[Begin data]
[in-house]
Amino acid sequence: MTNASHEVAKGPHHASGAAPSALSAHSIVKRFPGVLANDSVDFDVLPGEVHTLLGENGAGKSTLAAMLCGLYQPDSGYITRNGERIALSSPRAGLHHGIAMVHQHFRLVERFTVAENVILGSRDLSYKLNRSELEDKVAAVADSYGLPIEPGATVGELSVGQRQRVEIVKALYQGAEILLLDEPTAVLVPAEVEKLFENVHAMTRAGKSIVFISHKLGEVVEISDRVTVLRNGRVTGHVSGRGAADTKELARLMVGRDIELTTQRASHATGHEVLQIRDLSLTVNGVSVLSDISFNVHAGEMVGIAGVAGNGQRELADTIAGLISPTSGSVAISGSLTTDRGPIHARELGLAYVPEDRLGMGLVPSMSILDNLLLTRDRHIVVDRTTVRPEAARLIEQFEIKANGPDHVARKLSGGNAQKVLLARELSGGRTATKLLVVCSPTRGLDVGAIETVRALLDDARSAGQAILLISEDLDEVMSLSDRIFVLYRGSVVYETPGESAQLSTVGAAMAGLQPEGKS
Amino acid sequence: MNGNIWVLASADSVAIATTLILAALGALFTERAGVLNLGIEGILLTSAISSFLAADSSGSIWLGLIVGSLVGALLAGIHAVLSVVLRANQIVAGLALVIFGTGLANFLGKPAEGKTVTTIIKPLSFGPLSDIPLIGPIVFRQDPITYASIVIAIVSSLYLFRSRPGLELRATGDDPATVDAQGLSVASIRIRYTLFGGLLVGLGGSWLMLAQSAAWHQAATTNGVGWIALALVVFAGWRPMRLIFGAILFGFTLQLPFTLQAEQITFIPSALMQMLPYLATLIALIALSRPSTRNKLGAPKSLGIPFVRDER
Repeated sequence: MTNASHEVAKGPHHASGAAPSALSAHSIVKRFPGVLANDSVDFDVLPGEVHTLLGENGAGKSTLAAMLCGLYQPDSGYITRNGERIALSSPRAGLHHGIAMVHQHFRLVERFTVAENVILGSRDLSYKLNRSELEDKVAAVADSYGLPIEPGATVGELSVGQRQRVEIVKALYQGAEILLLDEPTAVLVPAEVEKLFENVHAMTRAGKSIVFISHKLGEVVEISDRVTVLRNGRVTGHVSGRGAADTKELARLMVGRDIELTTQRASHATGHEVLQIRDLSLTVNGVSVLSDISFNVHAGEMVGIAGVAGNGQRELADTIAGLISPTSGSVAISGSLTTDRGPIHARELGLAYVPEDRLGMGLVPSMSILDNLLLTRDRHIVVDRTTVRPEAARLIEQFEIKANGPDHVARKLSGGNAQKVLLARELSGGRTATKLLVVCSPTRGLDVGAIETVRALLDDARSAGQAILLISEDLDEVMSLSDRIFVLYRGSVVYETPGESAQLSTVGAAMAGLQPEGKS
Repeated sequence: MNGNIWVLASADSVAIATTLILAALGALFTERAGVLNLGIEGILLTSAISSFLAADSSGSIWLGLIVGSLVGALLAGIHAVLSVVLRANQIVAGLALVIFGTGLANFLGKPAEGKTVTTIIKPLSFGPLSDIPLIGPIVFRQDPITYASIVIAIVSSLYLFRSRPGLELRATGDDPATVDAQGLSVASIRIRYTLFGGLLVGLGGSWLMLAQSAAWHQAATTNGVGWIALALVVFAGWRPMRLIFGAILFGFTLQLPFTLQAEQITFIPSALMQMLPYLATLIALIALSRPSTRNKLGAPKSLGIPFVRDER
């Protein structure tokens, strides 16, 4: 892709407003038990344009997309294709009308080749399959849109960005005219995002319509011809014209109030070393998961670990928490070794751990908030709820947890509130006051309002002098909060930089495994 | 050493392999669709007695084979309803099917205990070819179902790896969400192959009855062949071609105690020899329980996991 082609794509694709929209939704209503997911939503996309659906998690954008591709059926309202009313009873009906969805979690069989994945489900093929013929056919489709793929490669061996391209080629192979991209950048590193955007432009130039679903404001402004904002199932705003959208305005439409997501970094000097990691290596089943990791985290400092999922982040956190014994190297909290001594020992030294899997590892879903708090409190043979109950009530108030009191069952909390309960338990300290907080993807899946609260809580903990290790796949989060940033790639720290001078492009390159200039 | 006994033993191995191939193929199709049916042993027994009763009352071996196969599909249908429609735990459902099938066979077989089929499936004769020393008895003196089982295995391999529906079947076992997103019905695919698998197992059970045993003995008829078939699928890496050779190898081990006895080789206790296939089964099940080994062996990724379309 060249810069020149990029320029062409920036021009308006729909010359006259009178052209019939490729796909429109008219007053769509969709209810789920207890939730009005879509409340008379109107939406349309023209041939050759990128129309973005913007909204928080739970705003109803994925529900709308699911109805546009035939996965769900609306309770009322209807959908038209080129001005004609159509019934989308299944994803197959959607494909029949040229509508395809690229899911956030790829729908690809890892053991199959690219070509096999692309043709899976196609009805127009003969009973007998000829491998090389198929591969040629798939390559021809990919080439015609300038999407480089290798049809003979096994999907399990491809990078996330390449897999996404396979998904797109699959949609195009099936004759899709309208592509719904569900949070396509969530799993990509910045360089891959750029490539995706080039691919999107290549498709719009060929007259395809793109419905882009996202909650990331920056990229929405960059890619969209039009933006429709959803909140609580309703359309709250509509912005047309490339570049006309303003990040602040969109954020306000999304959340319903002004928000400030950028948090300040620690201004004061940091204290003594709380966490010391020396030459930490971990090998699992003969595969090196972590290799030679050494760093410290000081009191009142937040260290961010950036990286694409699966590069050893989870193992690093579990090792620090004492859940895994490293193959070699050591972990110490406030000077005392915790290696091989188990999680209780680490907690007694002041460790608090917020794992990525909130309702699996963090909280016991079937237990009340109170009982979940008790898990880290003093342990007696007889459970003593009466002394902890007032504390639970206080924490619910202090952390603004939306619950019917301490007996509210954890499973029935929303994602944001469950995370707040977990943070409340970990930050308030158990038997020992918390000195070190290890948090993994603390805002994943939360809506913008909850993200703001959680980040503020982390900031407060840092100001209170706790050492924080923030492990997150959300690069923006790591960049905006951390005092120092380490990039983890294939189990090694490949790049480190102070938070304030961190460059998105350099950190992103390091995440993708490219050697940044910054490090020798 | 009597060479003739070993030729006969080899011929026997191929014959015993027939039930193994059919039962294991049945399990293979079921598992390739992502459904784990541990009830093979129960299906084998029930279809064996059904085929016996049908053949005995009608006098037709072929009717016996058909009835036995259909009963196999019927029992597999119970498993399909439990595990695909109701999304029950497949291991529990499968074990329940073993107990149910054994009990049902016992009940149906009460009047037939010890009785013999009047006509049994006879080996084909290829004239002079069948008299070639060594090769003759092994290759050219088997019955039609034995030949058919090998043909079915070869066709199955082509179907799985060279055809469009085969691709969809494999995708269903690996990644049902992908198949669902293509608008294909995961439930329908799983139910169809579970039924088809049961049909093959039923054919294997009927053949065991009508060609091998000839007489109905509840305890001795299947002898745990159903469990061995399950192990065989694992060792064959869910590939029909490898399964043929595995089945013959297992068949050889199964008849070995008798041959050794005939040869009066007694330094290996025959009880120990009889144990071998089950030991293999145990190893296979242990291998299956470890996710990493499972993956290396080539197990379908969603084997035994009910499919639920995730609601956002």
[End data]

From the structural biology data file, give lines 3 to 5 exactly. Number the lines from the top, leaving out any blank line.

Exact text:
Amino acid sequence: MNGNIWVLASADSVAIATTLILAALGALFTERAGVLNLGIEGILLTSAISSFLAADSSGSIWLGLIVGSLVGALLAGIHAVLSVVLRANQIVAGLALVIFGTGLANFLGKPAEGKTVTTIIKPLSFGPLSDIPLIGPIVFRQDPITYASIVIAIVSSLYLFRSRPGLELRATGDDPATVDAQGLSVASIRIRYTLFGGLLVGLGGSWLMLAQSAAWHQAATTNGVGWIALALVVFAGWRPMRLIFGAILFGFTLQLPFTLQAEQITFIPSALMQMLPYLATLIALIALSRPSTRNKLGAPKSLGIPFVRDER
Repeated sequence: MTNASHEVAKGPHHASGAAPSALSAHSIVKRFPGVLANDSVDFDVLPGEVHTLLGENGAGKSTLAAMLCGLYQPDSGYITRNGERIALSSPRAGLHHGIAMVHQHFRLVERFTVAENVILGSRDLSYKLNRSELEDKVAAVADSYGLPIEPGATVGELSVGQRQRVEIVKALYQGAEILLLDEPTAVLVPAEVEKLFENVHAMTRAGKSIVFISHKLGEVVEISDRVTVLRNGRVTGHVSGRGAADTKELARLMVGRDIELTTQRASHATGHEVLQIRDLSLTVNGVSVLSDISFNVHAGEMVGIAGVAGNGQRELADTIAGLISPTSGSVAISGSLTTDRGPIHARELGLAYVPEDRLGMGLVPSMSILDNLLLTRDRHIVVDRTTVRPEAARLIEQFEIKANGPDHVARKLSGGNAQKVLLARELSGGRTATKLLVVCSPTRGLDVGAIETVRALLDDARSAGQAILLISEDLDEVMSLSDRIFVLYRGSVVYETPGESAQLSTVGAAMAGLQPEGKS
Repeated sequence: MNGNIWVLASADSVAIATTLILAALGALFTERAGVLNLGIEGILLTSAISSFLAADSSGSIWLGLIVGSLVGALLAGIHAVLSVVLRANQIVAGLALVIFGTGLANFLGKPAEGKTVTTIIKPLSFGPLSDIPLIGPIVFRQDPITYASIVIAIVSSLYLFRSRPGLELRATGDDPATVDAQGLSVASIRIRYTLFGGLLVGLGGSWLMLAQSAAWHQAATTNGVGWIALALVVFAGWRPMRLIFGAILFGFTLQLPFTLQAEQITFIPSALMQMLPYLATLIALIALSRPSTRNKLGAPKSLGIPFVRDER